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Another Clinton 'conspiracy' debunked

The FBI's conclusion that Ms. Clinton broke no laws should be the case of her 'damn emails,' but it probably w

Today's announcement by FBI Director James B. Comey that he won't recommend criminal charges against presumptive Democratic presidential nominee Hillary Clinton for her use of a private email server as secretary of state should finally put to rest the long-running allegations of misconduct that have dogged her candidacy for more than a year. While it was clear that the use of the private email server was a mistake — as Ms. Clinton has admitted — the agency found no credible evidence that she intentionally sent or received documents marked classified, or that U.S. national security was compromised as a result. Over the weekend, U.S. Attorney General Loretta Lynch publicly pledged to follow the recommendation of the FBI's career prosecutors in the Clinton case. Now that they've made their decision, that should be the end of the story.

But we suspect it won't be. When it comes to Ms. Clinton, her critics have never let any scandal die, no matter how ill supported it may be by evidence or how much time has passed. This election season has seen Republicans take after her not just for the email issue or her handling of the Benghazi attacks of 2012 (a revelation-free, multi-million-dollar Congressional investigation notwithstanding) but for ancient tempests in teapots as well. Donald Trump, her presumptive Republican opponent, has even dredged up conspiracy theories about the death of White House aide Vincent Foster more than 20 years ago. We expect to be hearing again about her luck with cattle futures any day.

There is no reason to believe that the FBI's recommendation against further action toward Ms. Clinton was influenced by politics or that the system is "rigged," as many Trump supporters apparently believe. Mr. Comey has served as a high official under both Republican and Democratic administrations. He was appointed U.S. deputy attorney general by Republican President George W. Bush in 2003, and he's served as President Barack Obama's FBI chief since 2013. He is a dedicated public servant whose impeccable reputation for integrity is unquestioned, and he didn't exactly pull any punches today in describing Ms. Clinton's handling of her email as "extremely careless," among other things. If he says "no reasonable prosecutor" would bring a case against Ms. Clinton for her handling of classified information on her private server, we should believe him.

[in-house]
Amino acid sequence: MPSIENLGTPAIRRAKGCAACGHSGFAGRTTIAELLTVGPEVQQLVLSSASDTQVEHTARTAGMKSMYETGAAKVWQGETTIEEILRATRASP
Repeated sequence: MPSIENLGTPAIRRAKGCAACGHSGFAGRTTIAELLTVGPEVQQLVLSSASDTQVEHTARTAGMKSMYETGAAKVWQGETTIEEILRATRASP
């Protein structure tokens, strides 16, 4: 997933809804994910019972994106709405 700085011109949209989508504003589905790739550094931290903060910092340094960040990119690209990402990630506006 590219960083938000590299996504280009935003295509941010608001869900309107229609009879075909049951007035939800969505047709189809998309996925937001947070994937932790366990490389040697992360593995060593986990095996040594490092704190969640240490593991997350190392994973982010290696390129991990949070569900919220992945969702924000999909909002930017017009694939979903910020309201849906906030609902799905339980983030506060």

Mr. Comey's decision underscores the irrelevance of last week's brief, unscheduled meeting between Ms. Lynch and former President Bill Clinton while their planes were both sitting on the tarmac at an airport in Phoenix. Was it monumentally stupid of the former president to wander over to Ms. Lynch's plane? Yes. But it is also clear that the conversation — reportedly about golf and grandchildren — made no difference to the federal probe, which was by then wrapping up. Ms. Lynch later apologized for the incident and pledged to play no part in the Clinton investigation. Mr. Comey now has taken full responsibility for the decision to drop the case.

That won't matter to Republicans who have been waiting for Hillary Clinton to self-destruct for nearly three decades. Mr. Trump's tweets about a "#RiggedSystem" confirm we haven't heard the last of this. But it should matter to Democrats and independent voters. A subtext for the Bernie Sanders supporters who have been holding off on embracing Ms. Clinton was fear that an indictment between now and Election Day could be the "October surprise" that hands the presidency to Mr. Trump. Now Democrats are in a much stronger position to unify their party behind Ms. Clinton over the remaining months of the campaign.

Ms. Clinton's "damn emails," as Mr. Sanders memorably described them, have been a distraction practically from the moment she announced her candidacy last year. It's past time the country moved on to the more serious issues of character, temperament and policy that really matter to voters when they cast their ballots in November.

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